Local and national communities and organizations are mourning the loss of a well-respected leader of Japanese Canadians.
Robert Tadashi Banno, the founding president of the Burnaby-based nonprofit Nikkei National Museum and Cultural Centre and the Nikkei Place Foundation, died on June 16, according to the Nikkei Place Foundation. The cause of the death has not been released. He was 77 years old.
As a sansei (third generation), he was born in the Tashme internment camp during the Second World War after Japanese Canadians were forcibly removed from the B.C. coast.
After graduating from the UBC School of Law, he began practising law in 1969 and served as a senior partner at DLA Piper, with expertise in Canada-Japan business and Indigenous law.
Over the course of his career, he garnered many honours.
In 2013, he was appointed Queen’s Counsel, and he was also awarded the Japanese Foreign Minister’s Commendation and the Queen Elizabeth II Diamond Jubilee Medal for his contributions to the Japanese-Canadian community. Then, in 2016, he received Japan’s Order of the Rising Sun. (An official ceremony was held by the consul general of Japan in 2017.)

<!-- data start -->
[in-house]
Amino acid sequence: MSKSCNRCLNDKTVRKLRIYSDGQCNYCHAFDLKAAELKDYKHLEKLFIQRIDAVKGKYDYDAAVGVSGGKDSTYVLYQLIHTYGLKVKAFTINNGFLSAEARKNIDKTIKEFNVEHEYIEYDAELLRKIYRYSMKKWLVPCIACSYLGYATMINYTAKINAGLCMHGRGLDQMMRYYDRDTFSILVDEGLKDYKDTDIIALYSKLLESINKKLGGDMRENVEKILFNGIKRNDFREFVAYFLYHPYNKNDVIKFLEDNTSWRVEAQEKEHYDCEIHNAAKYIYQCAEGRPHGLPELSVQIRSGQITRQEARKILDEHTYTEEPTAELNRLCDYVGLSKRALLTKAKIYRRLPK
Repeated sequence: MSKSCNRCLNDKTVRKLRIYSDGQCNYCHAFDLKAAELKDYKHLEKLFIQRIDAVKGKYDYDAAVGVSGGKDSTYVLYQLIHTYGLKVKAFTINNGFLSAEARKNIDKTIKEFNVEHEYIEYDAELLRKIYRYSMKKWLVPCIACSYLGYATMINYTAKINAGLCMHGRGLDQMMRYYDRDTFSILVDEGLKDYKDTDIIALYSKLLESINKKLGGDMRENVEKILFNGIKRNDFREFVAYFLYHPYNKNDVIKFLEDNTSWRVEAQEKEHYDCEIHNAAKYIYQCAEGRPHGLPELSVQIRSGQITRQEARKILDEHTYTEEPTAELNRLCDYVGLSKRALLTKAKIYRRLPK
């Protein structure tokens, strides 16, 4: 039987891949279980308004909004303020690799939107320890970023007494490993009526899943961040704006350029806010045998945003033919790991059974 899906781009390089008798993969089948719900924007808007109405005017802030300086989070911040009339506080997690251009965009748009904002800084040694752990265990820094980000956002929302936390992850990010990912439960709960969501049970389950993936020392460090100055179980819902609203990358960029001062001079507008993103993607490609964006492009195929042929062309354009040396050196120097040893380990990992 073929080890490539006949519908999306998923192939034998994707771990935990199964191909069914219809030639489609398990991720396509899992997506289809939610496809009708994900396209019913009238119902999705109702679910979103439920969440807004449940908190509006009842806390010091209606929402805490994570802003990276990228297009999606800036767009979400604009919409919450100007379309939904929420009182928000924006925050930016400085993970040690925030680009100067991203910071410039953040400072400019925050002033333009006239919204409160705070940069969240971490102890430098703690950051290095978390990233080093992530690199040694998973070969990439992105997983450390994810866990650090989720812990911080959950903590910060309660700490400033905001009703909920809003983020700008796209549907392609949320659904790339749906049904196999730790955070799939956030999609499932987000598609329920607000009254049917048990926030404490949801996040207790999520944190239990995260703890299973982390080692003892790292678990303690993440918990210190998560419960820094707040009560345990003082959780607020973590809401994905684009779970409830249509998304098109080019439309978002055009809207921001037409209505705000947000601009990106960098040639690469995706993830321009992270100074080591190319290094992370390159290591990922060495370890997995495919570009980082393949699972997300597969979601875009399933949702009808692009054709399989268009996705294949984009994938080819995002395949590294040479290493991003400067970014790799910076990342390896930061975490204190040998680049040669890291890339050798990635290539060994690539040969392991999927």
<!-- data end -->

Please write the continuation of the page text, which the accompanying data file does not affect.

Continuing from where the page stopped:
Banno led the merger of the National Nikkei Heritage Centre Society and the Japanese Canadian National Museum, and helped establish the Nikkei Place Foundation to fundraise for the cultural centre and museum as well as the Nikkei Seniors Health Care and Housing Society.
Condolences can be shared at a tribute webpage on the Nikkei Place Foundation website.
The Nikkei National Museum and Cultural Centre, which Banno helped to determine the location for, opened in Burnaby in 2000 to honour, preserve, and share Japanese-Canadian history and Japanese culture.